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Safe and sustainable protein sources from the forest industry - The case of fish feed
Matís Ltd, Iceland.
RISE - Research Institutes of Sweden, Bioeconomy, Processum.
Marine Research Institute, Iceland.
2018 (English)In: Trends in Food Science & Technology, ISSN 0924-2244, E-ISSN 1879-3053Article in journal (Refereed) Epub ahead of print
Abstract [en]

Background: Aquaculture represents a solution to the future world demand for healthy protein while challenges that require urgent solutions are emerging in feed production, such as the rising costs of feed protein and massive imports. From a European perspective, a large proportion of the protein demand is met with imported protein. This article will focus on the development of protein-rich microorganisms (i.e. Single cell protein) as a novel raw material in fish feed which can be produced as an important co-product in wood-based biorefineries, increasing sustainability and the utilization of organic waste material. Scope and Approach: Developing a safe and sustainable protein resource from local organic waste-material represents an opportunity for Europe to decrease its reliance on nutritional imports, and address mounting food sector sustainability concerns and a growing protein deficit. At the same time, the nutrient recycling industry represents a growing industry, addressing waste valorization and protein feed production concerns at once. Key Findings and Conclusion: An industry and research collaboration has focused on selecting which microorganisms and residual streams from a wood-biorefinery site that would be best suited for production of SCP. The study showed that 38-68% of the fishmeal in a Nile tilapia (Oreochromis niloticus) feed could be replaced with SCP while maintaining a similar or slightly improved fish growth. As reported by FAO, aquaculture production of Nile tilapia in 2014 was 3.7 million tonnes, making it one of the most produced fish species in the world.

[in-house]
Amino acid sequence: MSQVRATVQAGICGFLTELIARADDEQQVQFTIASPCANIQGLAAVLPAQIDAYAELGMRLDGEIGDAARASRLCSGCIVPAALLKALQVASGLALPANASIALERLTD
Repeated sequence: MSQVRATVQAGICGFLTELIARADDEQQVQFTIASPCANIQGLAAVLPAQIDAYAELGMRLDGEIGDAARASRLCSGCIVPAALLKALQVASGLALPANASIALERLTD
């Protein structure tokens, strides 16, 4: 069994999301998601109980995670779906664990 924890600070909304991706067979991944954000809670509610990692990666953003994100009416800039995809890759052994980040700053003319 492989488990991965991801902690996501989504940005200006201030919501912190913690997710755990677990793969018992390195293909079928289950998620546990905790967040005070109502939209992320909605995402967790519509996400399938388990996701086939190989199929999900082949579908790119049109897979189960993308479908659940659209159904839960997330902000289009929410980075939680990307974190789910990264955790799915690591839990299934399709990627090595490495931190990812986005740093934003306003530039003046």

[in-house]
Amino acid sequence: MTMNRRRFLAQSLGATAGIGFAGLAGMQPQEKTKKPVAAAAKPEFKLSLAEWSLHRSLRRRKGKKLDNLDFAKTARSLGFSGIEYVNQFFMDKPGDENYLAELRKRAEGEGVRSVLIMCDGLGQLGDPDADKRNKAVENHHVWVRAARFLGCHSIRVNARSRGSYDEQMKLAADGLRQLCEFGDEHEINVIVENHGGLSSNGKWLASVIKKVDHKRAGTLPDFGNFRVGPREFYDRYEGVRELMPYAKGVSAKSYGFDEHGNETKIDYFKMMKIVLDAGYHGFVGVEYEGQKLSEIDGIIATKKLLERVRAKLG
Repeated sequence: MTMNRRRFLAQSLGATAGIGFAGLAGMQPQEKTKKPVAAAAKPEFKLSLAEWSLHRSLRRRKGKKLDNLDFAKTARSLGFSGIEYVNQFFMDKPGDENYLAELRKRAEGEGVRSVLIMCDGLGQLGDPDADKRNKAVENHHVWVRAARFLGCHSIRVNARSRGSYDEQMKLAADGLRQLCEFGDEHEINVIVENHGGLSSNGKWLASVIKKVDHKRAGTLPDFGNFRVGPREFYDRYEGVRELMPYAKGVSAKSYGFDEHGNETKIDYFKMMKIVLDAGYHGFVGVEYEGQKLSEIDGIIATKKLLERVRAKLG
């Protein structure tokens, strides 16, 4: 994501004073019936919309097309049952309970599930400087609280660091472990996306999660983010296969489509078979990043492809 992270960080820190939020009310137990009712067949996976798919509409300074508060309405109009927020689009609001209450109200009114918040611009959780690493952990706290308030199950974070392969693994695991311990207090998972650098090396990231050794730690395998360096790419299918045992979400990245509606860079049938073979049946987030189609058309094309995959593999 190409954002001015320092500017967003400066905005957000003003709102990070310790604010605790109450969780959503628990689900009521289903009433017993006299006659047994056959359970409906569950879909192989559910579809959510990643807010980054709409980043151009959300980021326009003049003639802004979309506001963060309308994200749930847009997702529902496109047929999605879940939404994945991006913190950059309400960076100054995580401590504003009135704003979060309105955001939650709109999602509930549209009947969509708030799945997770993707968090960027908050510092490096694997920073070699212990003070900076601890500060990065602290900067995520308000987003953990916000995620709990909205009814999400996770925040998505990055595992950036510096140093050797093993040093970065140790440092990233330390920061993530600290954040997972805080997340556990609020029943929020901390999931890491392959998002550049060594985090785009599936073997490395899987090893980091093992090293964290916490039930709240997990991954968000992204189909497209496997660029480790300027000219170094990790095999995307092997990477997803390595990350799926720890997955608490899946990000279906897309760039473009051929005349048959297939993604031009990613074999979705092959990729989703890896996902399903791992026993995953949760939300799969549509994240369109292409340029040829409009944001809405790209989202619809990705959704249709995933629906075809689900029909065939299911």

Place, publisher, year, edition, pages
2018.
Keywords [en]
Aquaculture, Novel protein source, Single cell protein, Sustainability, Fish, Fish products, Microorganisms, Refining, Sustainable development, Wastes, Novel proteins, Nutrient recycling, Oreochromis niloticus, Organic waste materials, Protein sources, Research collaborations, Single cell proteins, Waste valorizations, Proteins
National Category
Natural Sciences
Identifiers
URN: urn:nbn:se:ri:diva-34030DOI: 10.1016/j.tifs.2018.03.005Scopus ID: 2-s2.0-85043474263OAI: oai:DiVA.org:ri-34030DiVA, id: diva2:1230788
Available from: 2018-07-04 Created: 2018-07-04 Last updated: 2018-07-04Bibliographically approved

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CiteExportLink to record
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